This weekend I got a chance to catch up with old friends, watch my daughter have fun with her oldest pal and take the train to Exeter to enjoy the delights of Manson's Guitar Shop. It was a fabulous weekend.

Last night I went to Oxford with my great pal, Russ. We had a bite to eat and then enjoyed the wonderful madness that is Zappa Plays Zappa. Frank's son has taken his dad's music out to an appreciate audience. I'm a long time fan of this stuff but my pal had only just heard his first FZ album a few weeks ago.

We were treated to all of the (') Apostrophe album and many, many treats from Frank Zappa's immense catalogue. They played City of Tiny Lites, Montana and Muffin Man, as well as about ten other insane, complex and fun tunes. I was impressed by every member of the band but (of course) kept noticing the work of Pete Griffin, ace bassist. It was good to have such an amazing band playing in Oxford. I assumed I would get to see the gig and be home much earlier than I would if it had been in London. But no, I got home at exactly (to the minute) the same time I did from the Ronin gig in London two weeks ago.

Now, to the woodshed.


Children in Need

Children in Need by WJCruttenden
Children in Need, a photo by WJCruttenden on Flickr.

Walking my daughter back from school on Friday we thought it would be sensible to stop at our local shop to buy a 'treat'. But outside the shop we found a cake stall. This plate of cakes was £1 (we overpaid) and by this point we'd already eaten one. Delicious!
Once more, on the night of Children in Need, I was reminded of the great work that cynics have done to improve the lives of children. We didn't do much, but we did something.


Of course

Over the years I've amassed quiet a few book of poetry and amongst them is the Norton Anthology. It's a glorious tome with examples of poetry from the earliest known examples to modern works. I love poetry and if I had the time and money would take a course to improve my knoweldge and appreciation of it.

But, times are hard and there's precious little time to do anything, so I began to design my own course. What's the point in having a library if you don't use it? So far I haven't left the research stage, but this is a great stage to be in. Essays on versification and syntax are keeping me away from the telly and filling my notebook. When this project is finished I might even convince someone to let me teach it.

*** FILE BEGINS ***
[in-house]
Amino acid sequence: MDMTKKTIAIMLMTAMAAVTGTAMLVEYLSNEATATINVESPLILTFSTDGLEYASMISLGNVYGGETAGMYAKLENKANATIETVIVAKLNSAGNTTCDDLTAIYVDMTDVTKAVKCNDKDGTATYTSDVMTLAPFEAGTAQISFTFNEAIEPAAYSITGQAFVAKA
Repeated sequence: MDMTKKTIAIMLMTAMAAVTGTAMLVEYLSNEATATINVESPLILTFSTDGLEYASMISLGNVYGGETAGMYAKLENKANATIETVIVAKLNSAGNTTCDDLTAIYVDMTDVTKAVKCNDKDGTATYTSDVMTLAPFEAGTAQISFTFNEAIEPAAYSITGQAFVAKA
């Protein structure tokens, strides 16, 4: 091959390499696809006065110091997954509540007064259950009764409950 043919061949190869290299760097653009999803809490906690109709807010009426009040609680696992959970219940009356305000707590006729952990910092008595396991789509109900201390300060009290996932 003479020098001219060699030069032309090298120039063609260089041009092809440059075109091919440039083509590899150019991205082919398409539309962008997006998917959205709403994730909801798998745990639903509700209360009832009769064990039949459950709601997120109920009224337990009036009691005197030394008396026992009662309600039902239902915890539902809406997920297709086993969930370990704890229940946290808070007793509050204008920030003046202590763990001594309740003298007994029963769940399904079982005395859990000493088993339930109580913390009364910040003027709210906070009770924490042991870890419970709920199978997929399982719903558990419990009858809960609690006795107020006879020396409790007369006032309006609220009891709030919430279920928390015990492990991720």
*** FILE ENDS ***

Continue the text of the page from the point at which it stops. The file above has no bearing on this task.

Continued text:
It's fascinating to me how the language in our house has changed in the last few years. My daughter is now four and she has been a fellow conversationalist for the last two years. More recently her language has become more sophisticated but it's the basic utterances that have affected us the most. When things are not going as she's hoped she has a tendency to say, "That's just rubbish!" This has now become the exclamation of choice for all of us. Telling jokes is something else. She's known the structure of jokes for years but had no idea what made jokes funny. Until now.

So now I'm wondering how long it will be before I begin to steal her jokes.



An upcoming gig is getting me all excited. The gig itself should be a a lot of fun. It's the trio again (guitar, piano, bass) with a shaken up set list and almost no time to rehearse. But more than this is the chance to play something of my own as an opening act. I was going to bring the Warr Guitar but some experimenting with the bass has given me an altogether riskier but potentially more rewarding idea. let's hope I don't bottle out (or get bottled off).


Am I getting old?

Well, my eyesight is getting worse, I'm a bit run down and I've torn the cartilage in my knee and get regular physiotherapy (with an operation in the offing). But, my eyesight has been far from 20/20 since I was seven. I'm a bit run down because I'm an older father of young children. And my knee? That didn't wear out because I spent too  much time bending down to pick up the remote control; I busted it during a stupidly showy off yoga moment.

But still, the question hangs in the air. I have the distinct impression I have passed a point in my life where my I can't pretend to be young anymore. That's physically young, mind you. I refuse to become a grumpy old man and fight with my contemporaries who have begun to do so. Modern life in not rubbish and there were far more frightening things around in the past. Just watching Top of the Pops form 1976 is enough to confirm that. I listen to new music and although modern pop can sound derivative and shallow I will just have to refer the honourable member back to Top of the Pop from 1976 again.

Music, which has saved me in the past, keeps me going. As do my children, friends, chess, art in general and that strange itch to see what is coming next while desperately trying to live in the moment (yes I know it's  cliche - but it's still valid).

What has happened though, and it feels like a recent change, is an appreciation that I'm closer to the end than the beginning. This is not meant to sound maudlin, which is why I described the feeling as an appreciation.

Anyway, can't stand around chatting all day. I have things to do...


Seasonal biscuits.

IMG_2232 by WJCruttenden
IMG_2232, a photo by WJCruttenden on Flickr.

More biscuits being made. This one (made by Freya, decorated by me) didn't quite fit the Halloween season and will definitely be gone before the Christmas season. It's safe to say biscuit making is back!